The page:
Fats & Protein During Heat Stress



During hot conditions, cows are faced with three nutritional challenges:

  • Their daily feed intake is reduced
  • Their rumen microbial function is compromised
  • Summer pastures are lower in protein

Under these conditions, higher-producing cows can respond well to the use of additional fats and proteins as a nutritional strategy. Supplementary fat sources like vegetable oil and commercial bypass fat supplements are an option, provided they are used correctly. Additional proteins provide a good source of amino acids.

Fat during hot periods

Dietary supplementation with extra fat is a good way to help increase the energy density of the cow’s diet and maintain the daily energy intake. Feeding fat has an additional advantage in hot conditions, as it is digested and used by the cow more efficiently than starches and fibre and produces less metabolic heat.

However, too much fat interferes with microbial action in the rumen and this can depress feed intake. Dairy farmers should aim for a maximum of 5% to 7% total fat in the total cow diet (dry matter basis), depending on the type of fat used.

In the United States, dairy diets used in hot conditions would typically contain 3% fat from the main diet, plus 2–3% fat from added vegetable oil and 1–2% fat as added bypass fat.

It is important to manage the ratio of saturated versus unsaturated fats being fed in the diet. Unsaturated fats, such as sunflower oil or cottonseed oil, more easily interfere with rumen microbial action. For his reason, they to be used at lower levels compared to saturated fats, such as tallow or coconut oil.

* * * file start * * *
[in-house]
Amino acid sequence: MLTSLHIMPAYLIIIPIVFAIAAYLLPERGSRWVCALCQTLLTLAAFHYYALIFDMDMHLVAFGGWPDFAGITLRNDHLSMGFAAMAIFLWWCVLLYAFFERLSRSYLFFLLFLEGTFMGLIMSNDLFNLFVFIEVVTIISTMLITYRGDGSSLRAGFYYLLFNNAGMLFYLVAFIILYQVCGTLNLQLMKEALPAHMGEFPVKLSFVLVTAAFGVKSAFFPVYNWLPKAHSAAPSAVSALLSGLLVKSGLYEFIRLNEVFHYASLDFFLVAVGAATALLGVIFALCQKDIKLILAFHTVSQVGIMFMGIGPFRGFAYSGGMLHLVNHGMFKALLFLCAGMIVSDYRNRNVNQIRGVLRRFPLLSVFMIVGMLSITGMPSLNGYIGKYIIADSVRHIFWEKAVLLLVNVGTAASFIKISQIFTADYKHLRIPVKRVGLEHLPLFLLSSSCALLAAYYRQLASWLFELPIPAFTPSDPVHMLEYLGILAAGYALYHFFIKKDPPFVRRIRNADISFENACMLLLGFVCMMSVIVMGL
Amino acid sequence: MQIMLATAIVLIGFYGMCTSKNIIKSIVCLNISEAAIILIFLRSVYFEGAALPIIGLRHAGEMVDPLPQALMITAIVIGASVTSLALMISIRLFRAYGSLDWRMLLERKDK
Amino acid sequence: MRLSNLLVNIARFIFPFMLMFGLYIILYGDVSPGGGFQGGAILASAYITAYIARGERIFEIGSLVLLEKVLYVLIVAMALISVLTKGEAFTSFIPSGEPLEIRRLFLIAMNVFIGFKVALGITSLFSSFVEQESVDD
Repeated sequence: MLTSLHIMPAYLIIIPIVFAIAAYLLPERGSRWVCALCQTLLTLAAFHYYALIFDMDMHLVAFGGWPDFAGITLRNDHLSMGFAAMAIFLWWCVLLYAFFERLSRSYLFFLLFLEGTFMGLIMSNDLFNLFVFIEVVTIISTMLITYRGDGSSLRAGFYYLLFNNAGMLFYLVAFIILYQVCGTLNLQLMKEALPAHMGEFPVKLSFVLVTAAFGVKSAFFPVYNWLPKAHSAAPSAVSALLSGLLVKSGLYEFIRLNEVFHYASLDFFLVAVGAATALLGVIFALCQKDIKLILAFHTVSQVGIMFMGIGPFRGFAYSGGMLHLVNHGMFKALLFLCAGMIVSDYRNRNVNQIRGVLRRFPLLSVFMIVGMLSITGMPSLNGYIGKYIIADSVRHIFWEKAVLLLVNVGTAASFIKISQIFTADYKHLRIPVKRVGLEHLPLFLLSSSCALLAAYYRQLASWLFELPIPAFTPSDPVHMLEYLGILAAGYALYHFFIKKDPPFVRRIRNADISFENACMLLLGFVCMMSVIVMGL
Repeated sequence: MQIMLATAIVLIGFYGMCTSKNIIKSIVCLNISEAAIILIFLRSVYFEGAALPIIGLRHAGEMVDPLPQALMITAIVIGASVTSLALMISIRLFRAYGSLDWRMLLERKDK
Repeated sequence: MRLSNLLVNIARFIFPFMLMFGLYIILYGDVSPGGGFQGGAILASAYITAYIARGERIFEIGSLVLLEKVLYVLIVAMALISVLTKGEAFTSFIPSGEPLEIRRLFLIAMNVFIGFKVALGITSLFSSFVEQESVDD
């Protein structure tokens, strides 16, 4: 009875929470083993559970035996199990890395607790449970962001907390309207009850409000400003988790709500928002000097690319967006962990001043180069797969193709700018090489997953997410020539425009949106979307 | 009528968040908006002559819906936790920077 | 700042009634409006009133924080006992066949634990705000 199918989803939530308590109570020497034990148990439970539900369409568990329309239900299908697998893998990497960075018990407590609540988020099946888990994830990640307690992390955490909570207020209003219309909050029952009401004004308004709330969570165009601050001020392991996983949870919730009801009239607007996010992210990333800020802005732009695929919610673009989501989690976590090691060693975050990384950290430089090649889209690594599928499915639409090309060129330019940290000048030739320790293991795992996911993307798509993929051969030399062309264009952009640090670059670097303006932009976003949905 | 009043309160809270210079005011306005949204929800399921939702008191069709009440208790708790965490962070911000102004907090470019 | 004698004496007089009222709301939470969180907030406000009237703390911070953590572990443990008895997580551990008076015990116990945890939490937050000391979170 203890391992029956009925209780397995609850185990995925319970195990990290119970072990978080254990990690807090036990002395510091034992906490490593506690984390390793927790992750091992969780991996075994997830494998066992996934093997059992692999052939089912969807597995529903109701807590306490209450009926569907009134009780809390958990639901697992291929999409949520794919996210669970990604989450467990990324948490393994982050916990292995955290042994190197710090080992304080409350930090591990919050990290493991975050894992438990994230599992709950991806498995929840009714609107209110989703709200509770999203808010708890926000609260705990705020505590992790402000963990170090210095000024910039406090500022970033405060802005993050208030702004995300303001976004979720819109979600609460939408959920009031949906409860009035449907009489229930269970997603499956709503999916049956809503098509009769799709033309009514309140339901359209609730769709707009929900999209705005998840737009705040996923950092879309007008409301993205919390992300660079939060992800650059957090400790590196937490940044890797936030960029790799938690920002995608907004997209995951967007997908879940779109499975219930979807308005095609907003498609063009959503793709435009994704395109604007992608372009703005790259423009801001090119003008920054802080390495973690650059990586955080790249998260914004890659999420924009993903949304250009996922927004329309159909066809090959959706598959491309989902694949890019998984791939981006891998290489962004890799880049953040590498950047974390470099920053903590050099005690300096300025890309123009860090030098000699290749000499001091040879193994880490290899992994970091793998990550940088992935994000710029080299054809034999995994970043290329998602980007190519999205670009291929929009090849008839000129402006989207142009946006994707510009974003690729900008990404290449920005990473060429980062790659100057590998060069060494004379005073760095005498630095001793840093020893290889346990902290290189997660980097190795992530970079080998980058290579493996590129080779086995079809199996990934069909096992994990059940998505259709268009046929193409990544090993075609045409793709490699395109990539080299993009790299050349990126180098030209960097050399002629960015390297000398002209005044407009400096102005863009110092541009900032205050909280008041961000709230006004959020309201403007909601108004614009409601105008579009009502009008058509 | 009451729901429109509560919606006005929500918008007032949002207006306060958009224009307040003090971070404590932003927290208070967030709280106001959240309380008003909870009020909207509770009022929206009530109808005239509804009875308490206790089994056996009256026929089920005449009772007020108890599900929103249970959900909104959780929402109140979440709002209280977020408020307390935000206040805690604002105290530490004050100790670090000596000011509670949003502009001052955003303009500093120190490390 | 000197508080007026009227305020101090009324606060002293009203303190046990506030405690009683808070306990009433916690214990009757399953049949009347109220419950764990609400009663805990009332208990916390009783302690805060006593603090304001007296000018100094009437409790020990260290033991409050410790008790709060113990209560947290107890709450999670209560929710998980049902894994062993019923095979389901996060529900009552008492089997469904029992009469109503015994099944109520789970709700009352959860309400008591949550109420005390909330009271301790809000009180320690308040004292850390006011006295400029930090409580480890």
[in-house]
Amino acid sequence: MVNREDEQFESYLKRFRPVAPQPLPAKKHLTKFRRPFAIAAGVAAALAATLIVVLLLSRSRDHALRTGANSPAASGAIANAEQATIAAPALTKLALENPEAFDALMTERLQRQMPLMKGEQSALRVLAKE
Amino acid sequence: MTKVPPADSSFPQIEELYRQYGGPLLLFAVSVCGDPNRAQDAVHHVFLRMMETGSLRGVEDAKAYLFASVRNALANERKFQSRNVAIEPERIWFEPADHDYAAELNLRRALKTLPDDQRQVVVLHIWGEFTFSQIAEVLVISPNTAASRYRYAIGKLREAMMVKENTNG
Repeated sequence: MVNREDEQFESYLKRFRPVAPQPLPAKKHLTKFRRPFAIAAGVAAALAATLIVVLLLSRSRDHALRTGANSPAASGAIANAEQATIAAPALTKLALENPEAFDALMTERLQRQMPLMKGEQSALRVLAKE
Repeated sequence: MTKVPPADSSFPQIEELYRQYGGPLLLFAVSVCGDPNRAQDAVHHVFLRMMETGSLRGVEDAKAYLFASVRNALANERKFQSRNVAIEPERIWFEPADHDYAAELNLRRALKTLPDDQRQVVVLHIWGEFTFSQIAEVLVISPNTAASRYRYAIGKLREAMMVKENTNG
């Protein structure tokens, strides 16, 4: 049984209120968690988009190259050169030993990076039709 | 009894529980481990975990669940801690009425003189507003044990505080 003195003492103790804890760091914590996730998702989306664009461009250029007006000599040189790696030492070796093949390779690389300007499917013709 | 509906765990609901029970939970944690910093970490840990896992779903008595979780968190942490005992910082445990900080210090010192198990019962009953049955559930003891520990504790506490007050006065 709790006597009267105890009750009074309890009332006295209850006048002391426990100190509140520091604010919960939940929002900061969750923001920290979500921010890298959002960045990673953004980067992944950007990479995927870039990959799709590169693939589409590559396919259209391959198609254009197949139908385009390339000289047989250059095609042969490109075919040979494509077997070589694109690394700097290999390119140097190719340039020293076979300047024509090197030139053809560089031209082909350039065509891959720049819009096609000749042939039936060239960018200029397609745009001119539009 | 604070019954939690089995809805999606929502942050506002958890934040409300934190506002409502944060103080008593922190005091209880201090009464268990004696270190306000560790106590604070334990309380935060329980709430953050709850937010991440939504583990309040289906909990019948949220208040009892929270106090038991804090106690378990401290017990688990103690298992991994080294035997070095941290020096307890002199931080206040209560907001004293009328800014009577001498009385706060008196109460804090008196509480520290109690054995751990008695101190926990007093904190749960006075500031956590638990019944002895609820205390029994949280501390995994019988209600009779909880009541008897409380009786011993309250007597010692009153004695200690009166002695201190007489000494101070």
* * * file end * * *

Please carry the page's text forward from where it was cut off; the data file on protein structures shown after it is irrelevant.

Bypass fats are less reactive in the rumen and can thus be used at higher levels compared to conventional or non-bypass fats, but are more expensive.

Protein during hot periods

Due to the nutritional challenges posed by heat stress, cows need additional protein in their diet to maintain rumen microbial function and maintain a good supply of amino acids to the udder for milk protein production.

This can be achieved by including higher-quality protein sources in the diet during the hot season. Higher bypass or escape protein feeds that are readily digested in the small intestine can help offset lower yields of microbial protein from the rumen during hot weather. This includes feeds such as soybean meal and linseed meal.

Canola meal and cottonseed meal are less suited for this purpose. This is because canola meal has a greater degree of rumen degradability and cottonseed meal has lower palatability.


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